So kind of Gary’s arc has to be a little bit more concentrated and mainly just keeping his voice the same, the dialog and just how he would react to these different situations, just keeping a close eye on that like once again not wanting to abuse Gary’s personality and where he is on the autism spectrum.
And then once he’s like taken care of that and you know that he’s character consistent then it’s just all about coming up with funny lines on the day. I have to try to make the other actors and alphas laugh and just having – once you know he’s like grounded then you can like inflate him with all this hot air and just watch him ascend and annoy everyone. So yes just that.
Jamie Ruby (scifivision): If you could write your own scene for Gary what would you like to see happen to him on the show?
Ryan Cartwright: My own scene? Oh it would be a day off. Gary, covers over his head, Gary in bed and I’d just be at home. Or just Gary in his pajamas with a nice coffee and the X-Box.
Lisa Fary (that’s me!): Good afternoon Ryan. First off I want to express to you how much I appreciate the work that you’re doing as Gary. My background is in special education and I’ve had many, many students with autism come through my classroom over the years and I feel like your portrayal with him is probably the truest, most honest and most respectful portrayal of autism that I’ve see on American television so thank you for that.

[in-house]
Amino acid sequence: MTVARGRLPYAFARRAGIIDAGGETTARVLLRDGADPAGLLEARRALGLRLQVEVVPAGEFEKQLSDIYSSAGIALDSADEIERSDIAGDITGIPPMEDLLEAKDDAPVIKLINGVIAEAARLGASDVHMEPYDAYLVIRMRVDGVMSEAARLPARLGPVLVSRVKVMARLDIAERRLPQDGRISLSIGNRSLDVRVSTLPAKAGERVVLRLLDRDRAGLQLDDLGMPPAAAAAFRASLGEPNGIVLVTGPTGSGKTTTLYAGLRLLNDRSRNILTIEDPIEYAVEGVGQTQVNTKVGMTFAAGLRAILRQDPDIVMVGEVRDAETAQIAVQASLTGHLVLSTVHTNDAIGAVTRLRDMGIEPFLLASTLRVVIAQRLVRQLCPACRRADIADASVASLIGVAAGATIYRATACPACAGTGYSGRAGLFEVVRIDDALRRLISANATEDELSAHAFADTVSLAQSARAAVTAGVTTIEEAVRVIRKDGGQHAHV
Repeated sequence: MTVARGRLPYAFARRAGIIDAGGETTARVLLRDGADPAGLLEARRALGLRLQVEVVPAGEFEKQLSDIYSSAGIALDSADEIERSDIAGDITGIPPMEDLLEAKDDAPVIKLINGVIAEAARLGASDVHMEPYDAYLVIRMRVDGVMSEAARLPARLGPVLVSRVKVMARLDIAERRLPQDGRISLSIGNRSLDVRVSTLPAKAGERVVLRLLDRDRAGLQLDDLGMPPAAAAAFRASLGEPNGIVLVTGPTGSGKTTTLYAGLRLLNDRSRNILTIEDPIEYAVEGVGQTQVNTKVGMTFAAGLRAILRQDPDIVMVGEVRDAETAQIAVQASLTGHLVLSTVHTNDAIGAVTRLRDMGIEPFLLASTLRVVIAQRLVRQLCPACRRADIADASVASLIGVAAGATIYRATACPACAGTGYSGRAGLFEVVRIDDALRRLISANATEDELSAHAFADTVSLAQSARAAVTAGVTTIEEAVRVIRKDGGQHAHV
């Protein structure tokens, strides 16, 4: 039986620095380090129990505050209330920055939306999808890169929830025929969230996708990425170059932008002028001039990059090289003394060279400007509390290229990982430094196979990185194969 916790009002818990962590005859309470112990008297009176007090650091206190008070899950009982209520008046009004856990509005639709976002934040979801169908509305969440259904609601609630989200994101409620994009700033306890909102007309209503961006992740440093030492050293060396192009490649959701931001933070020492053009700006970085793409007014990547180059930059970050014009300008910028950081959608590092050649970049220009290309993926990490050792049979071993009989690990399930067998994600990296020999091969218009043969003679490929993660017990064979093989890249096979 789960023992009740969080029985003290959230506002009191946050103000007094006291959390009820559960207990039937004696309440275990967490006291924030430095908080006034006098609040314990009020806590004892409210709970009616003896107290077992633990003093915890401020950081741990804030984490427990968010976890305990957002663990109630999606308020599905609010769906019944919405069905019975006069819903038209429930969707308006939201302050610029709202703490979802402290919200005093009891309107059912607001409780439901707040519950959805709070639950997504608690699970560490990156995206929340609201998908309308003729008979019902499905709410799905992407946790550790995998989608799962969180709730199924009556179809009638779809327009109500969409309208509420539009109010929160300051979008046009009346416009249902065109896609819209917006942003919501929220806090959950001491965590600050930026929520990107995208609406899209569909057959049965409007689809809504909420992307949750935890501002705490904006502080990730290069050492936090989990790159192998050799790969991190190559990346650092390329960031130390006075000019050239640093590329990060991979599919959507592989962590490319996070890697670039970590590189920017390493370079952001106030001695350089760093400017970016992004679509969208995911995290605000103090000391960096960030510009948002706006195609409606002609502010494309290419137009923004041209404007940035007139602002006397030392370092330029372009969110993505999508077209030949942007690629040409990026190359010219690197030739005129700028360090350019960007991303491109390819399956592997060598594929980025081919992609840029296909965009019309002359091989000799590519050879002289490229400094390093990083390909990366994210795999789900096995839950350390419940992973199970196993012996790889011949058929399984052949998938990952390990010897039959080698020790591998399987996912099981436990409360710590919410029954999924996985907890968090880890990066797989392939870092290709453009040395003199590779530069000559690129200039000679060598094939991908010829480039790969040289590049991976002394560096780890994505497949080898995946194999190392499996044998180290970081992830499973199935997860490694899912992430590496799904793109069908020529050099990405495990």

Ryan Cartwright: Oh thank you very much.
Lisa Fary: Your efforts are appreciated. I tell everyone I know to watch this show. But that being said I do wonder if Gary’s autism overshadows any other work that you want to do with the character or are trying to do with the character.
Ryan Cartwright: No because like I say it’s like that kind of – his stuff is just a little bit more micro, he’s just a little bit slower moving with his dealings with people and his arc. But the wonderful thing about this medium is that you can quite literally zoom in on those moments and see the changes.
It’s like people — because I’ve being living in L.A. for like 10 years now — and people are like oh don’t you miss the seasons and to an extent I do but when you’re there long enough, if you look closely enough, there are seasons and there are certain plants that come out at certain times of the year and there is still a season for everything and there are the changes. It’s just like Gary, it’s how you look at things and the angle that you view them from.
So I’m having a ton of fun still with the character. I don’t think there’s anything lacking. It’s just he has the same emotions as everyone else, it’s just that he will – it will be for different reasons that don’t seem dramatic to everyone else but when presented to Gary and he sees them, you know, people I think watching it realize how important certain things are to him and if he doesn’t get them it really upsets him.